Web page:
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Anomaly - Somewhere Within The Pines review




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Reviewer:
7.8

10 users:
6.8
Band: Anomaly
Album: Somewhere Within The Pines
Release date: November 2022


01. Cursed To Meet Another Sunrise
02. Somewhere Within The Pines
03. These Cold Weeping Winds
04. My Old Bleached Bones
05. Don't Go Out Into Those Woods Alone
06. Sentenced To The Trees
07. One Last Glimpse At The Cursed Sun


There are usually one or two categories in our Metal Storm Awards each year where the competition to just even get nominated is intense. For me, I think of post-metal and melodeath in 2021, prog in 2020, and black metal in 2019. Frankly, this also applies to extreme progressive metal pretty much every year, but this one in particular, I feel like I’ve already reviewed more nomination-worthy albums than there are spaces to fill. Nevertheless, my (almost certainly) final reviews of the year will be dedicated to highlighting a few late gems worthy of consideration. One of them is from a band called Anomaly, but, as already shown, releasing a quality prog-death metal album this year is not an anomaly.

Anomaly hail from Milwaukee, Wisconsin, and have been around for over a decade (assuming that their 2013 show mentioned in this article wasn’t their first ever) since vocalist/guitarist Neil Tidquist started jamming with keyboardist Mary Beers. It was a long journey for the group up to the release of their debut record Planet Storm last year, but it’s been swiftly followed up by Somewhere Within The Pines. One look at that band logo and you might expect Autopsy-style violence from the group, and a quick visit to their earlier material suggests that once upon a time, this may have been a case; however, the present incarnation has evolved into something far more sophisticated.

With those long song titles, you might be expecting a concept album, and what would you know, it’s a ghastly tale of sinister backwoods violence. Such a story does merit some venom, but to begin with, it’s more measured; the quasi-Gojira steady groove kicking off “Cursed To Meet Another Sunrise” persists for several minutes before the first blast in anger is heard, most of the extremity coming from the rasped vocal approach. Across this slow burn of a track, Anomaly’s guitarists get an early chance to show off their technical talents with some flamboyant solos, but the group never push beyond a general ominous aura into all-out aggression.

Perhaps a tad overlong for what it’s aiming for, “Cursed To Meet Another Sunrise” nevertheless adeptly sets the scene for this story, but it is the 9-minute title track that immediately follows it that takes the record to the next level. The riffing early in this song is proggier than on its predecessor, in ways going towards both technical metal and melodeath, and the clean-sung contrasting voice has a hint of early Disillusion to it. Halfway through, those prog wings spread further for a sumptuous clean guitar bridge (jazzy bassline also a nice touch), and when that melancholic tone is carried over into the metallic riffing, I’m fully on board with what Anomaly are doing on this album, not to mention the darkly atmospheric outro that rounds off what is clearly the standout song on Somewhere Within The Pines.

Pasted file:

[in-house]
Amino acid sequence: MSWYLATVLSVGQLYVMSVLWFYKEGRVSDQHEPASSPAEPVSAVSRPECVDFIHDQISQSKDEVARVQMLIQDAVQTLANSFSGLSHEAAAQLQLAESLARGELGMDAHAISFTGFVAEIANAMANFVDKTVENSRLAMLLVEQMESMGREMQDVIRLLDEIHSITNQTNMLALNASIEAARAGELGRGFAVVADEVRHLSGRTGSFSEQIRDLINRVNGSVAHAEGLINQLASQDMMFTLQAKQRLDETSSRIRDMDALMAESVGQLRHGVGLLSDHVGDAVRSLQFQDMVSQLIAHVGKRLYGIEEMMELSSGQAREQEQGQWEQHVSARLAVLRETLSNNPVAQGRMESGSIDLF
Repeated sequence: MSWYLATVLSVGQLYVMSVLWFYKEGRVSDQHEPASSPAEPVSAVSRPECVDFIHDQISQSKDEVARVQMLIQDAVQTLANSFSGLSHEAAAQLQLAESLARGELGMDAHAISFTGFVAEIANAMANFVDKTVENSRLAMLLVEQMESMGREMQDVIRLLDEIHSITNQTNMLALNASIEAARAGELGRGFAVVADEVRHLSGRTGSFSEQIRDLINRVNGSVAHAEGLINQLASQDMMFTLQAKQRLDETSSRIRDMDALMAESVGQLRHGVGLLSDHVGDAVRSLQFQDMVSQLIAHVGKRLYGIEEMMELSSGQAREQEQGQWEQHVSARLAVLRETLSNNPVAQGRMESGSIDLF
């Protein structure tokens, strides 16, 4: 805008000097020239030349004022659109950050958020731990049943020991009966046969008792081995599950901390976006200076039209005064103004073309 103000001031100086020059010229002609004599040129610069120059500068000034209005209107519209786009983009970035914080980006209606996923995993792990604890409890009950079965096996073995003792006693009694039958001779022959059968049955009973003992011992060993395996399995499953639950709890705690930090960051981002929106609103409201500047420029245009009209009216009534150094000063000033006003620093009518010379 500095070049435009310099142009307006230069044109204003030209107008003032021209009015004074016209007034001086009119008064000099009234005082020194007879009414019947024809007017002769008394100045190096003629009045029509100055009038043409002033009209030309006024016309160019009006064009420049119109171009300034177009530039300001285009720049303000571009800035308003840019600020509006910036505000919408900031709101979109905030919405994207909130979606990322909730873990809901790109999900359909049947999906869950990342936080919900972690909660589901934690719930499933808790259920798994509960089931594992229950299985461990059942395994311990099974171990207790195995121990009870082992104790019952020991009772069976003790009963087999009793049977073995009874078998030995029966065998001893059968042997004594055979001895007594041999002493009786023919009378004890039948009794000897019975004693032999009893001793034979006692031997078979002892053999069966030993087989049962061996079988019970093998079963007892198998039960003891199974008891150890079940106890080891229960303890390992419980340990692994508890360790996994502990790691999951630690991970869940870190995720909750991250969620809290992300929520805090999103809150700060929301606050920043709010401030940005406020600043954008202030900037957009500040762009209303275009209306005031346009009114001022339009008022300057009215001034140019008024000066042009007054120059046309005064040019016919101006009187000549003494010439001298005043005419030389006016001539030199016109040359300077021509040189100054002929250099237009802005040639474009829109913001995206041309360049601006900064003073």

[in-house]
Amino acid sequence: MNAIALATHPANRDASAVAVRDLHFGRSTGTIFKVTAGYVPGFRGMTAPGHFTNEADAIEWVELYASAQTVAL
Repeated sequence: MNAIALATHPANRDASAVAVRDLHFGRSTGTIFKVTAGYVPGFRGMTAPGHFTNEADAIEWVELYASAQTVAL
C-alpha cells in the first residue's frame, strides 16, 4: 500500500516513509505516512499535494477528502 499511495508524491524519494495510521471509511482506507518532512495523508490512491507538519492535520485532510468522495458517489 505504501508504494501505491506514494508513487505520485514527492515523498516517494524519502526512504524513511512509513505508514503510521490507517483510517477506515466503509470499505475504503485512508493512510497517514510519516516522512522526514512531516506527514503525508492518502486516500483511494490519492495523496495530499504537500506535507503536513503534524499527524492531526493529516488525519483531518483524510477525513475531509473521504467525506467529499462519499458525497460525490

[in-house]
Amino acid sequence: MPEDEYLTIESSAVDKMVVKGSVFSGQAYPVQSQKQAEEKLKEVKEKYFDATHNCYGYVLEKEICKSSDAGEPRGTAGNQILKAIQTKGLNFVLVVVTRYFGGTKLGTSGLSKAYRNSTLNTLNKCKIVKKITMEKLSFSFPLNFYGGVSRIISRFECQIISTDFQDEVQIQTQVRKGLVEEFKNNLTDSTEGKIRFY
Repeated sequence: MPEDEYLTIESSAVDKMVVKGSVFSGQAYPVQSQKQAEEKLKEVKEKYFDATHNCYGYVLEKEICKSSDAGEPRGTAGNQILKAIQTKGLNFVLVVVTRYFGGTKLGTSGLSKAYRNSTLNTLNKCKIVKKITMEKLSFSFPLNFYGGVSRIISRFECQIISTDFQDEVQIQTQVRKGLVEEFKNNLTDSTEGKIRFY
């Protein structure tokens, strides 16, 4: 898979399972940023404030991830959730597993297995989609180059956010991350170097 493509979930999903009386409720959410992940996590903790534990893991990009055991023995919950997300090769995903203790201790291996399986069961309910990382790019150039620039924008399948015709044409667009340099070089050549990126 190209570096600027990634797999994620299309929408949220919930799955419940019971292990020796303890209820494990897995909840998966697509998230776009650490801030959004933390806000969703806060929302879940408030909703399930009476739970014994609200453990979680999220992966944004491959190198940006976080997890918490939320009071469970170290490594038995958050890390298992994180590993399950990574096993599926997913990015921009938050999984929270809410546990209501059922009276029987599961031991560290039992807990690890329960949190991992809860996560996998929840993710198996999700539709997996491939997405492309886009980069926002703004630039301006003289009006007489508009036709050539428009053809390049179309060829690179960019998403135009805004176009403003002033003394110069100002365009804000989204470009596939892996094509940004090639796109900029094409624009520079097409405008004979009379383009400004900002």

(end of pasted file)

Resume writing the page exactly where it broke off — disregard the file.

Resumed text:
After the title track, there are 5 more songs, four of which last for between 6 and 9 minutes; the one exception is “Don’t Go Out Into The Woods Alone”, a little acoustic devil blues song that won’t be for everyone. The four remaining songs generally maintain the quality level set by the first two songs; the riffing spans techy, groove, extreme and even, in moments, more classic metal-oriented approaches (as can be glimpsed in “These Cold Weeping Winds”). More Disillusion-esque segments can be encountered on “Sentenced To The Trees”, a song that spends two-thirds of its runtime in dark waters before shifting into a The Jester Race-style delicate acoustic-driven finale. All the remaining songs find some way to take things into a more melodic and cleaner direction late on, with the exception of “These Cold Weeping Winds”, and in each case the direction they go into is very enjoyable.

Anomaly have evolved nicely into a very respectable modern extreme prog outfit; if there’s one way in which they don’t quite match some of the albums I mentioned in the introduction to the review, it’s that they don’t always manage to keep me engaged throughout the songs. The songs, as already mentioned, are consistently on the longer side, and scattered throughout all of them are very solid moments, but I think as complete packages they don’t quite sustain that level as well as the best bands in the genre do, as I find myself getting impatient waiting for either the highlight moments or the song end with a couple of tracks here. It’s a minor issue; on the whole, I like Somewhere Within The Pines rather a lot, and particularly in its best moments on the title track and “Sentenced To The Trees”.

If you’re not yet overwhelmed by the onslaught of excellent heavy prog this year, then spare some time to venture Somewhere Within The Pines, particularly if you have a taste for a band like Disillusion. And for those like me that are still hungry for more after getting through this one, may I point you in a more death direction…


Rating breakdown
Performance: 8
Songwriting: 8
Originality: 7
Production: 8





Written on 20.12.2022 by Hey chief let's talk why not


Comments

Comments: 1   Visited by: 17 users
22.12.2022 - 19:51
A Real Monkey

I guess the sun refused to shine within these pines.
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"Change the world. My final message. Goodbye."

~Last words of Harambe, seconds before he was shot, according to child he shielded from gunfire
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